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News

Fully articulating laparoscopic instrumentation eliminates need to open chest for surgery

Cambridge Endo : 15 January, 2008  (New Product)
By using Cambridge Endo's Autonomy Laparo-Angle scissors and dissectors a 17-year-old boy has three small scars to show for his life-saving operation because the newly enabled technique allowed his surgeons to avoid a highly invasive procedure.
Bradley Linden, MD, director of minimally invasive and computer assisted paediatric surgery at Children's Hospital Boston and Christopher Weldon, MD, PhD, were able to successfully remove a very large tumour located at the apex of the chest wall without making any significant incisions by using the scissors.

'Normally, we would have first performed a thoracotomy, a painful incision on the chest wall, followed by another incision on the neck in order to gain access to the tumour,' explained Dr Linden. 'The articulating tips of the Autonomy instruments gave us a level of access and control that traditional rigid laparoscopic instruments can't achieve in the apex of the chest.'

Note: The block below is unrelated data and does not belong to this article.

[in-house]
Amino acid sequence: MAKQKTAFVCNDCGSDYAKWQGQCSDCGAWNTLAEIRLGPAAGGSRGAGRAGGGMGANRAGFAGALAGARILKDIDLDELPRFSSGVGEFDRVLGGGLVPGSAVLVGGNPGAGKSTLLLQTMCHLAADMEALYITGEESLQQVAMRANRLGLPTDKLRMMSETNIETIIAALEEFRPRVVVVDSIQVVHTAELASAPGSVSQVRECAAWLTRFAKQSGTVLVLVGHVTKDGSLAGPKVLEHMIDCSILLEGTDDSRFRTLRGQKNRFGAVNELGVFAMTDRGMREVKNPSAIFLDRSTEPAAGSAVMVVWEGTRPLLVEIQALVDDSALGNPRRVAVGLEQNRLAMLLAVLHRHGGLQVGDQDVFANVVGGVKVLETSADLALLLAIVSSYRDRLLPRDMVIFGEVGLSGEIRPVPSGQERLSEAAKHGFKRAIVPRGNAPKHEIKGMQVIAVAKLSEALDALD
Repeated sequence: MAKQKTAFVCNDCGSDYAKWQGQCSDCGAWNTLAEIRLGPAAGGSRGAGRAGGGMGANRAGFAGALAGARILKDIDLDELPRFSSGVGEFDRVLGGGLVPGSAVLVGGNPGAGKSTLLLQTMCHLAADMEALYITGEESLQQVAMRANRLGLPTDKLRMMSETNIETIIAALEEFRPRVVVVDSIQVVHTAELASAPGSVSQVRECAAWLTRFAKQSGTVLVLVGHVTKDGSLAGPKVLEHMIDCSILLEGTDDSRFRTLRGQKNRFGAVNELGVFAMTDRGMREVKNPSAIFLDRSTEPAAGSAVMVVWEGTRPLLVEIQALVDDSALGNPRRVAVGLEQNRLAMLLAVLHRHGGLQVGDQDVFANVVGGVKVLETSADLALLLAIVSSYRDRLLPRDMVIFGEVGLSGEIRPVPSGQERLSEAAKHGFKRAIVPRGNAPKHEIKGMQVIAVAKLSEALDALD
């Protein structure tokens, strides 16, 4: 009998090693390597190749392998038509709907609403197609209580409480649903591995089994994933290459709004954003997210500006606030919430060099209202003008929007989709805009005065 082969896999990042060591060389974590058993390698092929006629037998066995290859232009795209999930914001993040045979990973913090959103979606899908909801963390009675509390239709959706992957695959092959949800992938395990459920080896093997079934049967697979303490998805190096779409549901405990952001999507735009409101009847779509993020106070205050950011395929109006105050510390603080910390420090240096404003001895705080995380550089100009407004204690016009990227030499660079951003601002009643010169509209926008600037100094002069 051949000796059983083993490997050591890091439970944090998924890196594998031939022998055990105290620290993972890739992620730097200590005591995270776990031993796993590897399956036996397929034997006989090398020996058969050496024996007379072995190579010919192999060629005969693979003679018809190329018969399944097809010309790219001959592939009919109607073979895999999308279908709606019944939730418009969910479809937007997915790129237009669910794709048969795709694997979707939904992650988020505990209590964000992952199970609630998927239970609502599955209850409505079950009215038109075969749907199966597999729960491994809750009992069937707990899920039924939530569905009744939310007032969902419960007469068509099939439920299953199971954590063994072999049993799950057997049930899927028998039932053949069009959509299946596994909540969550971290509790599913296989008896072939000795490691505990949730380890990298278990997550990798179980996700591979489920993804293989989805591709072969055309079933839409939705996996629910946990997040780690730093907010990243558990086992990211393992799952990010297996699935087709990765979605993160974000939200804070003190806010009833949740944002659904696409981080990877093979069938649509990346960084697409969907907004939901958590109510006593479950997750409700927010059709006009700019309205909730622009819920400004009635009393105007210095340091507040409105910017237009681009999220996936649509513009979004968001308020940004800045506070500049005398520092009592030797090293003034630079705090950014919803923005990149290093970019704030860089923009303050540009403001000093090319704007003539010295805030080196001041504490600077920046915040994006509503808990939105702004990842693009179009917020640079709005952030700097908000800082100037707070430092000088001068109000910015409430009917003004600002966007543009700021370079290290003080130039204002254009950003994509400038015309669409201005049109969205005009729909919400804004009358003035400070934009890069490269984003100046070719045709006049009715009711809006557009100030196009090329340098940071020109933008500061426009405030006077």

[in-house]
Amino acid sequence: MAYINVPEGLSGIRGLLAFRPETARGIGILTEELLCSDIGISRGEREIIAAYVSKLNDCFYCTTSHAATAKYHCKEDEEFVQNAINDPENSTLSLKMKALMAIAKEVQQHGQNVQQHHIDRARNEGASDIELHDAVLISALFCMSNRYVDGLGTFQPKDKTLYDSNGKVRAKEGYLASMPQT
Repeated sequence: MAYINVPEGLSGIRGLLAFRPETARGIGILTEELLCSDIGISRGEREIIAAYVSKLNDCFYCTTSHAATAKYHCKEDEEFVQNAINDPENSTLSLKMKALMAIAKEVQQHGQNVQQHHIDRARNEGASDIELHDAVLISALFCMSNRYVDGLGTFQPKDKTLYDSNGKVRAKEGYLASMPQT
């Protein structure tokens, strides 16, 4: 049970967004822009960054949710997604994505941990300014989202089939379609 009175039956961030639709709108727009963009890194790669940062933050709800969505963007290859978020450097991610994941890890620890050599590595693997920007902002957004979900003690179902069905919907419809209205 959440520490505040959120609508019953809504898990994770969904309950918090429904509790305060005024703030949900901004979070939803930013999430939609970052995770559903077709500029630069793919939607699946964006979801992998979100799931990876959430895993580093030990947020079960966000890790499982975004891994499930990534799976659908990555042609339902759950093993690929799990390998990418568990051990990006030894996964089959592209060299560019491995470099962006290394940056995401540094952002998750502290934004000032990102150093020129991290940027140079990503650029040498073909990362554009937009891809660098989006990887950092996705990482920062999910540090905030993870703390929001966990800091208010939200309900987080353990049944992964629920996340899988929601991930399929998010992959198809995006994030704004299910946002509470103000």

The Autonomy instruments enabled the surgeons to cleanly dissect the tumour away through three 5mm ports with almost no blood loss. The patient was discharged home in three days and back to school in a week. The surgery took place on September 12, 2007.

Autonomy Laparo-Angle instruments from Cambridge Endo enable less invasive surgeries because the fully articulating tips provide access to difficult areas with optimal positioning and control. The instruments map, in exact proportion, the motion of the hand holding the instrument. This allows simultaneous actions, such as articulating downward while rotating, which enable dissecting and suturing in tight spaces.
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